The English Peerage

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two women standing next to each other in front of a building
Royal queen, Her majesty the queen, History queen
Mother Theresa and Queen Elizabeth II:
an old photo of a woman and her dog
British Royal Photos
Queen Victoria with her dog, Sharp, c1866-67.
a statue of a man holding a woman in his arms
Weeper of Thomas Beauchamp and wife Katherine Mortimer, 1369, Weeper 28
an ornately decorated bench in the middle of a room with stone floors and walls
Queen Katherine Parr - Henry VIII's 6th Queen outlived him only to die of puerperal fever shortly after the birth of her daughter Mary
the entrance to prince henry's palace in london, england with his name on it
1st January 1511: In the early hours of the morning Catherine of Aragon gave birth to a son, Henry Duke of Cornwall, son of Henry VIII. Tragically the little boy was to die only fifty two days later on February 22nd. How different Tudor history and England may have been if the little boy had lived.
a fire burning in a fireplace inside of a building
Henry VIII’s kitchen complex contained 50 rooms, including larders for fish, meat and grain, and areas for boiling, pastry making and making confectionary. The kitchens provided food for the courtiers and staff, Henry had his own private kitchens near his own suite of rooms.
an animal statue is laying down on the ground with its head resting on it's back
Richard III's son rests in Sheriff Hutton
Edward of Middleham, the only legitimate son of King Richard III, is thought to be buried in a small parish church in Sheriff Hutton
a statue of a woman with a hat and cane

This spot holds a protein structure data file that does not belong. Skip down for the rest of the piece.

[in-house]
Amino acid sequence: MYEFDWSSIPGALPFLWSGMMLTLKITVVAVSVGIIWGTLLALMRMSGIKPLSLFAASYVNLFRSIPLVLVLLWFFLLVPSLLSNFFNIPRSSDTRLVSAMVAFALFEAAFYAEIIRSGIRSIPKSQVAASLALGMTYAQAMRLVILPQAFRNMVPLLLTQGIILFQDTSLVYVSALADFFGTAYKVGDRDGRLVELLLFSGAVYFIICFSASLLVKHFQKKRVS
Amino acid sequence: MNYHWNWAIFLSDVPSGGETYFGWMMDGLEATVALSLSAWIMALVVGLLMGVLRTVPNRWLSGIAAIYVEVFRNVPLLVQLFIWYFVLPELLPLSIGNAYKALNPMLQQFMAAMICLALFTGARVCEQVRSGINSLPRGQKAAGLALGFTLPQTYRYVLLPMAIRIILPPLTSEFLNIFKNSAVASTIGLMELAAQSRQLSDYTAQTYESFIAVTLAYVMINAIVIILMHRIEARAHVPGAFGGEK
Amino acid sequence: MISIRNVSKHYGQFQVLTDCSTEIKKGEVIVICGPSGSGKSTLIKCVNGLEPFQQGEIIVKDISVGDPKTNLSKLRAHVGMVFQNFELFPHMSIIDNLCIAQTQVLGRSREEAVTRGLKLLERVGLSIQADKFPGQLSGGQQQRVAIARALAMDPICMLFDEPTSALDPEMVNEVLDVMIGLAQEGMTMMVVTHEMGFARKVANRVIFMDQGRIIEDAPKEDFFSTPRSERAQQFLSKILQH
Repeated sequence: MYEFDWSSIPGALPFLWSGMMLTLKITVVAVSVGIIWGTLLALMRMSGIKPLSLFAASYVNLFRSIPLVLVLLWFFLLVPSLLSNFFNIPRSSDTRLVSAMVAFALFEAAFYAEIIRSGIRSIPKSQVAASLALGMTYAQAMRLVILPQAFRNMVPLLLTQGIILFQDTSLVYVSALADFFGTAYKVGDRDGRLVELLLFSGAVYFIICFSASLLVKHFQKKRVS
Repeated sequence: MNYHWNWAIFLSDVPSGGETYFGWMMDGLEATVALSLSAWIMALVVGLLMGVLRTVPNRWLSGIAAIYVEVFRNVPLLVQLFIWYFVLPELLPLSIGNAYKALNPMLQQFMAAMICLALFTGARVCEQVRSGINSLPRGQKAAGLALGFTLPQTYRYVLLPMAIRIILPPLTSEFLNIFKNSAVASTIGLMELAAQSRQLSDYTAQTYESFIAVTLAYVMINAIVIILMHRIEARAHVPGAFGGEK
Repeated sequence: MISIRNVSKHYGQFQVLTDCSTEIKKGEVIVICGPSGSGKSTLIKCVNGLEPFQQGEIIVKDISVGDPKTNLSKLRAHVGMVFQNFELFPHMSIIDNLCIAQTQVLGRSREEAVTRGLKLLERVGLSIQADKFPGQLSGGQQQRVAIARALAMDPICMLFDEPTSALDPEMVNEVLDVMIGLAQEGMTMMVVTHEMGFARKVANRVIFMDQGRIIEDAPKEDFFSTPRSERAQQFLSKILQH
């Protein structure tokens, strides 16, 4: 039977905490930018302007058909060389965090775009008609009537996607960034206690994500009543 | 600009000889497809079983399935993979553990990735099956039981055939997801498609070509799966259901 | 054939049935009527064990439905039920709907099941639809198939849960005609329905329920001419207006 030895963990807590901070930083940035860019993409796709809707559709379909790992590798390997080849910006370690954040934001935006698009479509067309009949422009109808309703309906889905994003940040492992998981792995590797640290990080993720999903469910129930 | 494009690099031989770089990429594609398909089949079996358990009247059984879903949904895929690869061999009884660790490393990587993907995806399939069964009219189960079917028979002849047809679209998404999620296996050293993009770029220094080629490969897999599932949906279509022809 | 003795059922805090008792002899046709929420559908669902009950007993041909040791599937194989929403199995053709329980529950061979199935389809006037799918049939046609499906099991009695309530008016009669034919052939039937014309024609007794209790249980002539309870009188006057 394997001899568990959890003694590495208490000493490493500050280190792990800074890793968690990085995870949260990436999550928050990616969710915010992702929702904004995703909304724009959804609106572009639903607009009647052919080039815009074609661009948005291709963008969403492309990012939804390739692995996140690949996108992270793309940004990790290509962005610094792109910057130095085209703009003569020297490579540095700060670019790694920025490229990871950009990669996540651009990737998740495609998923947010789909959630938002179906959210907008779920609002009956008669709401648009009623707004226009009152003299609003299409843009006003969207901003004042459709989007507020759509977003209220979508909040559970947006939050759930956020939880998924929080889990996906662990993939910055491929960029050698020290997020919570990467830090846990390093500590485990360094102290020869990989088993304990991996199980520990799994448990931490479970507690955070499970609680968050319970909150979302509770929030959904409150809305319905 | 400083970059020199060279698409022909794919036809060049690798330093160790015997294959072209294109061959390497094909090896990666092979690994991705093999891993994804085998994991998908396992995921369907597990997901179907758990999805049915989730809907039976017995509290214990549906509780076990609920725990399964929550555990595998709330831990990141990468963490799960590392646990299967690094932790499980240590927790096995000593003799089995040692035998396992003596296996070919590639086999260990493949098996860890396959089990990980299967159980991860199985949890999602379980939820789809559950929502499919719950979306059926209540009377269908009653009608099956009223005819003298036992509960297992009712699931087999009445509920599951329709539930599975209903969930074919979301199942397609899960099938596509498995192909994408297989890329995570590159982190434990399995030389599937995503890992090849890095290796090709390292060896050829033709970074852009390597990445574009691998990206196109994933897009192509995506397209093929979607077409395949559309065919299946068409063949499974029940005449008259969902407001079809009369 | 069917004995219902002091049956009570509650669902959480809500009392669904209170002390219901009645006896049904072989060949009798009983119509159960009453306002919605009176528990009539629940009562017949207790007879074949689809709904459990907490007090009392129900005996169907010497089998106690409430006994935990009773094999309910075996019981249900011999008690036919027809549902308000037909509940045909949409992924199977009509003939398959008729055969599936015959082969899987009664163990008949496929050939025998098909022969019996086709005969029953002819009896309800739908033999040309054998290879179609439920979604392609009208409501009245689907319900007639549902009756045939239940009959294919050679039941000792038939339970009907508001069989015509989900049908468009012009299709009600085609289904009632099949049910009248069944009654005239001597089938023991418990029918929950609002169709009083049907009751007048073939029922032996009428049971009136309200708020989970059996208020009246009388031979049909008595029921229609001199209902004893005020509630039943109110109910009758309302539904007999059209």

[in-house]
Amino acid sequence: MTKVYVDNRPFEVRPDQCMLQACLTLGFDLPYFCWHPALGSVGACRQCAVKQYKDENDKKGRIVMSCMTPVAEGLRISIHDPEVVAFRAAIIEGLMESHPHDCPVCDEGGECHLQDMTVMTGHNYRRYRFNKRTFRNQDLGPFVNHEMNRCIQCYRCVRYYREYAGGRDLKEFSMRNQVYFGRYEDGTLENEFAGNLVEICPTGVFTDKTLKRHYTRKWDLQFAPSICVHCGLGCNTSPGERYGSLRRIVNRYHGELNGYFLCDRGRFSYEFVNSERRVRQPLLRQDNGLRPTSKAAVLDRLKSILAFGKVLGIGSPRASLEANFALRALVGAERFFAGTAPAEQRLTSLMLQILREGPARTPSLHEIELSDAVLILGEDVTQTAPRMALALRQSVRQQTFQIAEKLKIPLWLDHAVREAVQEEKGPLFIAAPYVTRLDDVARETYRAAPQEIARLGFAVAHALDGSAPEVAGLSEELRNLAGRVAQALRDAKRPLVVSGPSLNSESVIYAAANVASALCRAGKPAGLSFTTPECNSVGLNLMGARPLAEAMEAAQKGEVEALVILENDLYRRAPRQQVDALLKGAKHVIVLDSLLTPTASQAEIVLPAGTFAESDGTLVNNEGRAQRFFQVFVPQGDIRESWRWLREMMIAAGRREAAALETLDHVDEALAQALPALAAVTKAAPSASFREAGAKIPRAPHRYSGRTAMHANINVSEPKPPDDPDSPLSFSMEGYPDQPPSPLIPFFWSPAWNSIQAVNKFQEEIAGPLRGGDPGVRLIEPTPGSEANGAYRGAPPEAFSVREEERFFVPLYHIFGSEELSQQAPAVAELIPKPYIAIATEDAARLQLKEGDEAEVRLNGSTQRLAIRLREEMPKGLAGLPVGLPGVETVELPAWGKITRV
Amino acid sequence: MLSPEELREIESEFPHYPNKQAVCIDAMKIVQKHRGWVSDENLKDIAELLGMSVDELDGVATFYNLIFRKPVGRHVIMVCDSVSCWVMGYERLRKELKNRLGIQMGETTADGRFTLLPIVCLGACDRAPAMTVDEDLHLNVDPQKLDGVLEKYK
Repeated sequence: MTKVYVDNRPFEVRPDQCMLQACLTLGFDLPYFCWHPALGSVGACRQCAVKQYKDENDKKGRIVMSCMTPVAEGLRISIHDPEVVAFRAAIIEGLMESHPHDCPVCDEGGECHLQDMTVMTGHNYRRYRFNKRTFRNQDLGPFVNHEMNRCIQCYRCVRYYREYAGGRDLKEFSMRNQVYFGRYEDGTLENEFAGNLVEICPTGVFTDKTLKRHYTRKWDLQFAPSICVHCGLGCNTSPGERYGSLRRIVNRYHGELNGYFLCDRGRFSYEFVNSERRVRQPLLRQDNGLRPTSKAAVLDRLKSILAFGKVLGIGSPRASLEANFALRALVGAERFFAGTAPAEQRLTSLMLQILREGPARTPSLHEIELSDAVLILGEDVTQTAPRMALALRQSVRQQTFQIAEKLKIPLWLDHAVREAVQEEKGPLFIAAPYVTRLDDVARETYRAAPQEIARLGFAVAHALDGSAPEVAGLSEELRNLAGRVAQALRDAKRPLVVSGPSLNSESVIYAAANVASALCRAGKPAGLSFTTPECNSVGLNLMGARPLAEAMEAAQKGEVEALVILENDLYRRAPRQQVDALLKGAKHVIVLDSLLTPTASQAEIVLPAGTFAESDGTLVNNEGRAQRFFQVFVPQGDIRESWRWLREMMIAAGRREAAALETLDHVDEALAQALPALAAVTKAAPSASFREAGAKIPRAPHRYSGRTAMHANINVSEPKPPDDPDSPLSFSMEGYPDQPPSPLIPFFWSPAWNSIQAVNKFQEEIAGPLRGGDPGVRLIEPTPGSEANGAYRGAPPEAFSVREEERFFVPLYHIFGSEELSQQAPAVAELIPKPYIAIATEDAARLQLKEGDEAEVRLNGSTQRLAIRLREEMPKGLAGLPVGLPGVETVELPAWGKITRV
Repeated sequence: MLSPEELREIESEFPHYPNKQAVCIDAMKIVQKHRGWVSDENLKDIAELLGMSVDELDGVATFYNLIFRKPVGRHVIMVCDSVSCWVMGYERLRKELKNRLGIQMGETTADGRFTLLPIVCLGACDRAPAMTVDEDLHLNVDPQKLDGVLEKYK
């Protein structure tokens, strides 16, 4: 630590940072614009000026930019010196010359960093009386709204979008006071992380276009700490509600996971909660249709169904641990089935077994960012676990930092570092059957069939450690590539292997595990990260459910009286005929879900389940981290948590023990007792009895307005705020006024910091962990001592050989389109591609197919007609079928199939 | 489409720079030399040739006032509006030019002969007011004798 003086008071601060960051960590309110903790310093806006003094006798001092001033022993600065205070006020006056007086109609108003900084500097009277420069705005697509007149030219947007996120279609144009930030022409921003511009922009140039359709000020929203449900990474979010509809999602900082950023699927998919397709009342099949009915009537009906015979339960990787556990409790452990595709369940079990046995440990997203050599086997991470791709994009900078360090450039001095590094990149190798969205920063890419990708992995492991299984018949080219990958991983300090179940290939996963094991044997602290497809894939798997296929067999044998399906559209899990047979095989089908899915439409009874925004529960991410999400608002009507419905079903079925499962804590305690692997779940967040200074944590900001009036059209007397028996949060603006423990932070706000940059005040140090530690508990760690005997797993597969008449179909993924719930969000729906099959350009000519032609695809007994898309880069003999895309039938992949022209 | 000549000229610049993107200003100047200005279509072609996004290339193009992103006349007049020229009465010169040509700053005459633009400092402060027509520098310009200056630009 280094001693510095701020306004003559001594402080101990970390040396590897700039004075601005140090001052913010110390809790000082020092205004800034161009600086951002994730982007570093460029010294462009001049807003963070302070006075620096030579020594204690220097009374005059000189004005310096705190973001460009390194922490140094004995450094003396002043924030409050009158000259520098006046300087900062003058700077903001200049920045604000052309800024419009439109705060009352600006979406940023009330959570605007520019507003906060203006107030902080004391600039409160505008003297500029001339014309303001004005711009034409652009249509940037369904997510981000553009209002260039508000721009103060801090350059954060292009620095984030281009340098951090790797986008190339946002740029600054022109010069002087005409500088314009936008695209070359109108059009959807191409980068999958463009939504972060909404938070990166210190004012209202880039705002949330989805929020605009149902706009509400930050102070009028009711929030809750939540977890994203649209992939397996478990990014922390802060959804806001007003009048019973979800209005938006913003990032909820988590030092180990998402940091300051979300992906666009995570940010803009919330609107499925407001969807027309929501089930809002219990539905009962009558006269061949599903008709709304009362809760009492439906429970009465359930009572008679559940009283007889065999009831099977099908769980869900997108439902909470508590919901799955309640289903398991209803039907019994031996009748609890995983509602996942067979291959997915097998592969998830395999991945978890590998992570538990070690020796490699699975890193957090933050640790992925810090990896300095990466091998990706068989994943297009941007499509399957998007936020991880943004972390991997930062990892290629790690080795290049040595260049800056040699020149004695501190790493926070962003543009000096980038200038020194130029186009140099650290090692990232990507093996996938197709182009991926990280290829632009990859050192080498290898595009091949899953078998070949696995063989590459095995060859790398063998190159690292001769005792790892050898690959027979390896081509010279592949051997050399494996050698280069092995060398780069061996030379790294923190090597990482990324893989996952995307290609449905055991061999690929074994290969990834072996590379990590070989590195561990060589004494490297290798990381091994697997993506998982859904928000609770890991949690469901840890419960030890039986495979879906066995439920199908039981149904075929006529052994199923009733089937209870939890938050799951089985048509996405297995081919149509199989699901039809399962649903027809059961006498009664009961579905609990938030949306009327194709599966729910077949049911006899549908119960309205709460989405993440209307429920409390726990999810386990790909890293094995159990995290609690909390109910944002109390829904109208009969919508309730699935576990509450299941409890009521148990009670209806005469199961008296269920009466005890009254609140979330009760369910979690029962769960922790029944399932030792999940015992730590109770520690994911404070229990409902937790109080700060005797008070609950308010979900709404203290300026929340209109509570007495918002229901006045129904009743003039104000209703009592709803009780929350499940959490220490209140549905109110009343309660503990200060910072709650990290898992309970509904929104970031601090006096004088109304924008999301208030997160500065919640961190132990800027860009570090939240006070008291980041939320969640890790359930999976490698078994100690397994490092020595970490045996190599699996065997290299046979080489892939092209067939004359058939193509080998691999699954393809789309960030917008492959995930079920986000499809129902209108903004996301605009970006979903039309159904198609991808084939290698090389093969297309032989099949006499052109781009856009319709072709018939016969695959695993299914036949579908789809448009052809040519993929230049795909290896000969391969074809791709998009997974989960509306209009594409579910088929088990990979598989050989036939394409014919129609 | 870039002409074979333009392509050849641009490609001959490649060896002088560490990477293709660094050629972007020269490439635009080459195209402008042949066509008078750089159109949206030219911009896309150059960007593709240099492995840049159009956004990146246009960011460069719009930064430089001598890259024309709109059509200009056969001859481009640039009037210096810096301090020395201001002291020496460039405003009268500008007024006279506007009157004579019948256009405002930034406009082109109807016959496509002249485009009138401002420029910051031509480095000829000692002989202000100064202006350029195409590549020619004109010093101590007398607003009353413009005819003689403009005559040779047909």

John Beauchamp of Holt, 1388, and wife Joan Worcester
Knight was a term used to refer to a nobleman or warrior, but its root English word was cniht, which meant page boy. The ideas of knighthood are more closely related to the Roman equites. Equites is a Latin word meaning horsemen. The equites were made of Romans wealthy enough to afford horses. Knights in the early middle ages were just horsemen, but it became a sign of nobility and social status as it grew more expensive to get equipped for fighting on horseback.
Knighthood
Knight was a term used to refer to a nobleman or warrior, but its root English word was cniht, which meant page boy. The ideas of knighthood are more closely related to the Roman equites. Equites is a Latin word meaning horsemen. The equites were made of Romans wealthy enough to afford horses. Knights in the early middle ages were just horsemen, but it became a sign of nobility and social status as it grew more expensive to get equipped for fighting on horseback.
an elaborately carved cathedral with statues in it
Edward II
Edward II's tomb at Gloucester Cathedral.
several people in small boats going into a tunnel
The Sapperton Tunnel in Gloucestershire, England
an aerial view of a castle in the water
Castles & Manor Houses
Bodiam Castle, East Sussex, England. http://www.castlesandmanorhouses.com/photos.htm Bodiam Castle is a 14th-century moated castle. It was built in 1385 by Sir Edward Dalyngrigge, a former knight of Edward III, with the permission of Richard II, to...
an old wooden bench with iron work on it
Tomb of Richard II and Anne, Westminster Abbey
a statue of a man holding a baseball bat in his right hand and pointing to the sky
King Richard III statue, Castle Gardens, Leicester
Statue of Richard III, last Plantagenet king of England. Much maligned by the victorious Tudors, Shakespeare wrote him as crook-backed and treacherous, though no extant records record such a thing. He is also infamously supposed to have ordered the death of his nephews, thereby leaving his path to the throne clear after his brother, Edward's death. As of September '12 a dig is in progress in Leicester, to attempt to find his grave.